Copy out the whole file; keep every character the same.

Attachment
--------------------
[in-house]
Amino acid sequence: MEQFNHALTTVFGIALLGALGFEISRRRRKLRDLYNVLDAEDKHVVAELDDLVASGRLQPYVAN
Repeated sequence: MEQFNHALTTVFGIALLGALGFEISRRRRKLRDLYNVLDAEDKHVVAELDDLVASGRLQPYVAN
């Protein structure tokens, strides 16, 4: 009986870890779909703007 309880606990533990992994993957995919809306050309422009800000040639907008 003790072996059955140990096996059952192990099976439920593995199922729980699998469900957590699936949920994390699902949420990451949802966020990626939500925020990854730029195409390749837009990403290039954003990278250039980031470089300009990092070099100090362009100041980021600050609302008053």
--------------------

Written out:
[in-house]
Amino acid sequence: MEQFNHALTTVFGIALLGALGFEISRRRRKLRDLYNVLDAEDKHVVAELDDLVASGRLQPYVAN
Repeated sequence: MEQFNHALTTVFGIALLGALGFEISRRRRKLRDLYNVLDAEDKHVVAELDDLVASGRLQPYVAN
């Protein structure tokens, strides 16, 4: 009986870890779909703007 309880606990533990992994993957995919809306050309422009800000040639907008 003790072996059955140990096996059952192990099976439920593995199922729980699998469900957590699936949920994390699902949420990451949802966020990626939500925020990854730029195409390749837009990403290039954003990278250039980031470089300009990092070099100090362009100041980021600050609302008053």